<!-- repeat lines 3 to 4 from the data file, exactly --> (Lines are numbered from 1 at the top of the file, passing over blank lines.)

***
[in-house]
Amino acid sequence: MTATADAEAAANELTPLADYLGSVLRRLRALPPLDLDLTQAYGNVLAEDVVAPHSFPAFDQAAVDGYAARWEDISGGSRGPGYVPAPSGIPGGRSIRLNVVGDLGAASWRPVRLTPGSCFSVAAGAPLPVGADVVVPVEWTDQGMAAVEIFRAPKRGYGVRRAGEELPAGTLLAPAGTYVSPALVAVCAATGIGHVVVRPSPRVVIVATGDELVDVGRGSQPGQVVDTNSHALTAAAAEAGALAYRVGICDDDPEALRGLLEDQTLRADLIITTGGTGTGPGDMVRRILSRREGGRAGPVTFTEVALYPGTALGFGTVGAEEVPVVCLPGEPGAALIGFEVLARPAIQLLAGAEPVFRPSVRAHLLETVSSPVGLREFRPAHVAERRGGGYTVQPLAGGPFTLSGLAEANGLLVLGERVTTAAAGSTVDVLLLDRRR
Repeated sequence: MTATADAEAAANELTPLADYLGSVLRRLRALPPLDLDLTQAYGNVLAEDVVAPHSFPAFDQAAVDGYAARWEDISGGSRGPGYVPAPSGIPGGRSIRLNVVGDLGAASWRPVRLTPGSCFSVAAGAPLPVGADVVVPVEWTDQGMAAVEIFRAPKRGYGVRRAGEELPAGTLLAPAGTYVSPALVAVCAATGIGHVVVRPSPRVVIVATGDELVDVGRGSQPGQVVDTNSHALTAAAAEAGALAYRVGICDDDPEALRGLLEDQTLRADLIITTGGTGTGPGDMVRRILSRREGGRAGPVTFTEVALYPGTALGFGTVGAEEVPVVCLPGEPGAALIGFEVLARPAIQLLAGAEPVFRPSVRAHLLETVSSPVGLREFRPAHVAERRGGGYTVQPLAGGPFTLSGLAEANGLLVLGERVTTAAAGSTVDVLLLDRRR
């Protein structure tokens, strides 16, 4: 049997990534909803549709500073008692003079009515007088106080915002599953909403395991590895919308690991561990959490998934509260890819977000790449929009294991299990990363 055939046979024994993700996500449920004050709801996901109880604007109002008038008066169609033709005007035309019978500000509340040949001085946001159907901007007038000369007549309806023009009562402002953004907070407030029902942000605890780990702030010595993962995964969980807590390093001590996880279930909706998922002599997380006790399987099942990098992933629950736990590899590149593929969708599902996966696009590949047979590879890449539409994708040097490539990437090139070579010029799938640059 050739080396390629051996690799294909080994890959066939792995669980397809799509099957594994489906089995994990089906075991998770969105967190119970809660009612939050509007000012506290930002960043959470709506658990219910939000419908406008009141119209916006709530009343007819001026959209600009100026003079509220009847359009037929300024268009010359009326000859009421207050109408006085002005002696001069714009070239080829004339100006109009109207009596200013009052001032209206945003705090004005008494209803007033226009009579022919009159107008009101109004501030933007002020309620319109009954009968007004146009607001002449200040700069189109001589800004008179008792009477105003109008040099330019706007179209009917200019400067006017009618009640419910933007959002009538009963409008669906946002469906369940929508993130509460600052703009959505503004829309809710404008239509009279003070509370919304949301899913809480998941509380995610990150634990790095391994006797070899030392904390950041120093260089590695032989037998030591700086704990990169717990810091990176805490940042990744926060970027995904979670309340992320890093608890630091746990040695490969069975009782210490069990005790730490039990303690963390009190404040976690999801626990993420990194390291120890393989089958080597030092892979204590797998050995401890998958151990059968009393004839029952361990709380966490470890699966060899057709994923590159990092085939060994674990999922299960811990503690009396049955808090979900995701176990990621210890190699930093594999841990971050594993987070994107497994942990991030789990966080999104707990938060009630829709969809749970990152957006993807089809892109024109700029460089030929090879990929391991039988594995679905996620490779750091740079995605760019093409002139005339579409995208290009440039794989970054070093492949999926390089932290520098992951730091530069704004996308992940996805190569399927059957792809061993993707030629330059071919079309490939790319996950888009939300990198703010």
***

Repeated sequence: MTATADAEAAANELTPLADYLGSVLRRLRALPPLDLDLTQAYGNVLAEDVVAPHSFPAFDQAAVDGYAARWEDISGGSRGPGYVPAPSGIPGGRSIRLNVVGDLGAASWRPVRLTPGSCFSVAAGAPLPVGADVVVPVEWTDQGMAAVEIFRAPKRGYGVRRAGEELPAGTLLAPAGTYVSPALVAVCAATGIGHVVVRPSPRVVIVATGDELVDVGRGSQPGQVVDTNSHALTAAAAEAGALAYRVGICDDDPEALRGLLEDQTLRADLIITTGGTGTGPGDMVRRILSRREGGRAGPVTFTEVALYPGTALGFGTVGAEEVPVVCLPGEPGAALIGFEVLARPAIQLLAGAEPVFRPSVRAHLLETVSSPVGLREFRPAHVAERRGGGYTVQPLAGGPFTLSGLAEANGLLVLGERVTTAAAGSTVDVLLLDRRR
């Protein structure tokens, strides 16, 4: 049997990534909803549709500073008692003079009515007088106080915002599953909403395991590895919308690991561990959490998934509260890819977000790449929009294991299990990363 055939046979024994993700996500449920004050709801996901109880604007109002008038008066169609033709005007035309019978500000509340040949001085946001159907901007007038000369007549309806023009009562402002953004907070407030029902942000605890780990702030010595993962995964969980807590390093001590996880279930909706998922002599997380006790399987099942990098992933629950736990590899590149593929969708599902996966696009590949047979590879890449539409994708040097490539990437090139070579010029799938640059 050739080396390629051996690799294909080994890959066939792995669980397809799509099957594994489906089995994990089906075991998770969105967190119970809660009612939050509007000012506290930002960043959470709506658990219910939000419908406008009141119209916006709530009343007819001026959209600009100026003079509220009847359009037929300024268009010359009326000859009421207050109408006085002005002696001069714009070239080829004339100006109009109207009596200013009052001032209206945003705090004005008494209803007033226009009579022919009159107008009101109004501030933007002020309620319109009954009968007004146009607001002449200040700069189109001589800004008179008792009477105003109008040099330019706007179209009917200019400067006017009618009640419910933007959002009538009963409008669906946002469906369940929508993130509460600052703009959505503004829309809710404008239509009279003070509370919304949301899913809480998941509380995610990150634990790095391994006797070899030392904390950041120093260089590695032989037998030591700086704990990169717990810091990176805490940042990744926060970027995904979670309340992320890093608890630091746990040695490969069975009782210490069990005790730490039990303690963390009190404040976690999801626990993420990194390291120890393989089958080597030092892979204590797998050995401890998958151990059968009393004839029952361990709380966490470890699966060899057709994923590159990092085939060994674990999922299960811990503690009396049955808090979900995701176990990621210890190699930093594999841990971050594993987070994107497994942990991030789990966080999104707990938060009630829709969809749970990152957006993807089809892109024109700029460089030929090879990929391991039988594995679905996620490779750091740079995605760019093409002139005339579409995208290009440039794989970054070093492949999926390089932290520098992951730091530069704004996308992940996805190569399927059957792809061993993707030629330059071919079309490939790319996950888009939300990198703010």